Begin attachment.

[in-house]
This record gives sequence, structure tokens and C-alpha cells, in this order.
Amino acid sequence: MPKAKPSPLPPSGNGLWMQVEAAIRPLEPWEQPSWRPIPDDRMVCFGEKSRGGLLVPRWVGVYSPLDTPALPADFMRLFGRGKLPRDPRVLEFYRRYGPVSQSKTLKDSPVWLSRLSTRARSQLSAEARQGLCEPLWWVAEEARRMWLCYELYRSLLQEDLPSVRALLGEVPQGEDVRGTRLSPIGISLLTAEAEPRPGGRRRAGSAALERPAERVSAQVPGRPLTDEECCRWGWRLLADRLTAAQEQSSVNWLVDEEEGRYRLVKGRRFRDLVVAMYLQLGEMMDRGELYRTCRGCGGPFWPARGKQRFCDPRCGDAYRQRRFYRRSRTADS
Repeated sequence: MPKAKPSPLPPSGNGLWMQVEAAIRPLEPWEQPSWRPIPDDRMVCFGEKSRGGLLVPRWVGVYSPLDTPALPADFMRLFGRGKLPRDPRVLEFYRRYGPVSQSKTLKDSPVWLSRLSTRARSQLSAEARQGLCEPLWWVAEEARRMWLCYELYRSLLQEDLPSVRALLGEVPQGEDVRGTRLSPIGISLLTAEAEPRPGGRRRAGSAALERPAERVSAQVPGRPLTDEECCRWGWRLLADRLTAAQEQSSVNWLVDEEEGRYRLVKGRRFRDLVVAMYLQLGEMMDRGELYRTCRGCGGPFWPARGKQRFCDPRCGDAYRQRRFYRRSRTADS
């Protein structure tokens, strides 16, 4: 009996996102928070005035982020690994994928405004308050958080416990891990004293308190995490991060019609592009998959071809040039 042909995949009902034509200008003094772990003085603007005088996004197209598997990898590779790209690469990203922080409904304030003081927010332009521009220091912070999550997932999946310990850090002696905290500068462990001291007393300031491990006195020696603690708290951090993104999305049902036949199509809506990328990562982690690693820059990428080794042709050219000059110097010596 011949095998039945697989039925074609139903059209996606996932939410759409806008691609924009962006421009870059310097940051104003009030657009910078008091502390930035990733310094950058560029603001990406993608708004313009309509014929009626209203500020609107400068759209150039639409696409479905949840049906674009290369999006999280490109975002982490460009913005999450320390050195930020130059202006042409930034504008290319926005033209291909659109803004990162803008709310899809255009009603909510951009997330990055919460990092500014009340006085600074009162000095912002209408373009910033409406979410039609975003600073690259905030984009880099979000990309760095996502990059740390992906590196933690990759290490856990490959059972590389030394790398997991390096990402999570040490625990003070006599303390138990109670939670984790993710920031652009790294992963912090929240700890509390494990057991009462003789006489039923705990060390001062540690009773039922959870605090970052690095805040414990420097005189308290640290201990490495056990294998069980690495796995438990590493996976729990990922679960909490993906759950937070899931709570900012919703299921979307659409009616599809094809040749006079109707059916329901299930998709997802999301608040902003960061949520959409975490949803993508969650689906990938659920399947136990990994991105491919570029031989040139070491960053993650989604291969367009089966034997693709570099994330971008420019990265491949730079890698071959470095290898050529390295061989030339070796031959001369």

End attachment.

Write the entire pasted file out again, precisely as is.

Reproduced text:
[in-house]
This record gives sequence, structure tokens and C-alpha cells, in this order.
Amino acid sequence: MPKAKPSPLPPSGNGLWMQVEAAIRPLEPWEQPSWRPIPDDRMVCFGEKSRGGLLVPRWVGVYSPLDTPALPADFMRLFGRGKLPRDPRVLEFYRRYGPVSQSKTLKDSPVWLSRLSTRARSQLSAEARQGLCEPLWWVAEEARRMWLCYELYRSLLQEDLPSVRALLGEVPQGEDVRGTRLSPIGISLLTAEAEPRPGGRRRAGSAALERPAERVSAQVPGRPLTDEECCRWGWRLLADRLTAAQEQSSVNWLVDEEEGRYRLVKGRRFRDLVVAMYLQLGEMMDRGELYRTCRGCGGPFWPARGKQRFCDPRCGDAYRQRRFYRRSRTADS
Repeated sequence: MPKAKPSPLPPSGNGLWMQVEAAIRPLEPWEQPSWRPIPDDRMVCFGEKSRGGLLVPRWVGVYSPLDTPALPADFMRLFGRGKLPRDPRVLEFYRRYGPVSQSKTLKDSPVWLSRLSTRARSQLSAEARQGLCEPLWWVAEEARRMWLCYELYRSLLQEDLPSVRALLGEVPQGEDVRGTRLSPIGISLLTAEAEPRPGGRRRAGSAALERPAERVSAQVPGRPLTDEECCRWGWRLLADRLTAAQEQSSVNWLVDEEEGRYRLVKGRRFRDLVVAMYLQLGEMMDRGELYRTCRGCGGPFWPARGKQRFCDPRCGDAYRQRRFYRRSRTADS
């Protein structure tokens, strides 16, 4: 009996996102928070005035982020690994994928405004308050958080416990891990004293308190995490991060019609592009998959071809040039 042909995949009902034509200008003094772990003085603007005088996004197209598997990898590779790209690469990203922080409904304030003081927010332009521009220091912070999550997932999946310990850090002696905290500068462990001291007393300031491990006195020696603690708290951090993104999305049902036949199509809506990328990562982690690693820059990428080794042709050219000059110097010596 011949095998039945697989039925074609139903059209996606996932939410759409806008691609924009962006421009870059310097940051104003009030657009910078008091502390930035990733310094950058560029603001990406993608708004313009309509014929009626209203500020609107400068759209150039639409696409479905949840049906674009290369999006999280490109975002982490460009913005999450320390050195930020130059202006042409930034504008290319926005033209291909659109803004990162803008709310899809255009009603909510951009997330990055919460990092500014009340006085600074009162000095912002209408373009910033409406979410039609975003600073690259905030984009880099979000990309760095996502990059740390992906590196933690990759290490856990490959059972590389030394790398997991390096990402999570040490625990003070006599303390138990109670939670984790993710920031652009790294992963912090929240700890509390494990057991009462003789006489039923705990060390001062540690009773039922959870605090970052690095805040414990420097005189308290640290201990490495056990294998069980690495796995438990590493996976729990990922679960909490993906759950937070899931709570900012919703299921979307659409009616599809094809040749006079109707059916329901299930998709997802999301608040902003960061949520959409975490949803993508969650689906990938659920399947136990990994991105491919570029031989040139070491960053993650989604291969367009089966034997693709570099994330971008420019990265491949730079890698071959470095290898050529390295061989030339070796031959001369």